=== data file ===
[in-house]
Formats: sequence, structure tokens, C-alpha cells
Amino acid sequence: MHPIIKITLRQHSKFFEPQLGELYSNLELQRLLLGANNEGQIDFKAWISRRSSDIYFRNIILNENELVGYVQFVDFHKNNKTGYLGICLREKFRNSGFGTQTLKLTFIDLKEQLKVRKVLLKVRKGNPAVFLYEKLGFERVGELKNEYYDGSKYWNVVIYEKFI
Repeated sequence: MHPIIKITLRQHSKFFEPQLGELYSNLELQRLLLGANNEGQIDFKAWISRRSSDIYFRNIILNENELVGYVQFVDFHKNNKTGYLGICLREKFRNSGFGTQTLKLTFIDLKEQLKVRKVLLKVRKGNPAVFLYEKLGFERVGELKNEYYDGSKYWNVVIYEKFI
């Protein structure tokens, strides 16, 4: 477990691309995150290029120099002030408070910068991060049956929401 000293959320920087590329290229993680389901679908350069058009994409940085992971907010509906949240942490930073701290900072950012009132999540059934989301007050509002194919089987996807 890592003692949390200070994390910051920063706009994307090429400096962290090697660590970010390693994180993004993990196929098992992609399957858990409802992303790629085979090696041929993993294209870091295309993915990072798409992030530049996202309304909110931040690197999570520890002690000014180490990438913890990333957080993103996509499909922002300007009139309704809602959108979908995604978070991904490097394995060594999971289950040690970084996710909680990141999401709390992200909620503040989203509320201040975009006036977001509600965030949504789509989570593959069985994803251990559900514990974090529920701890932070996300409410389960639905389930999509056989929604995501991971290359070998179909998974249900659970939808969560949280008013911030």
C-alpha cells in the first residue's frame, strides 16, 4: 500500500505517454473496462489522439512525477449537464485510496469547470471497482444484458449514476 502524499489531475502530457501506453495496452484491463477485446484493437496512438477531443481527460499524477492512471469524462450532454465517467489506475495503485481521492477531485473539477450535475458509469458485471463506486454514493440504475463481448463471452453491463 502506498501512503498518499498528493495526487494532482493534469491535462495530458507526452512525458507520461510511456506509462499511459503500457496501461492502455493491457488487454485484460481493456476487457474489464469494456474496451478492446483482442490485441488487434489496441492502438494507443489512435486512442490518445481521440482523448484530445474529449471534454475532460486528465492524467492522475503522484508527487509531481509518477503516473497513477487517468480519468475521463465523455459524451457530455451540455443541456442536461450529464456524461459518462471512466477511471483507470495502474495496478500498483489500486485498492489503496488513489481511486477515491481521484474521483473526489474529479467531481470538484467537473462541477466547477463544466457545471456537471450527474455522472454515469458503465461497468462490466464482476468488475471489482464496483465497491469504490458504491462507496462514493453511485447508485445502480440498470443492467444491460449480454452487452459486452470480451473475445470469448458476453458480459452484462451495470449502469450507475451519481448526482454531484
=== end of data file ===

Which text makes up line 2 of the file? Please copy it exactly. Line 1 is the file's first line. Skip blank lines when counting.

Formats: sequence, structure tokens, C-alpha cells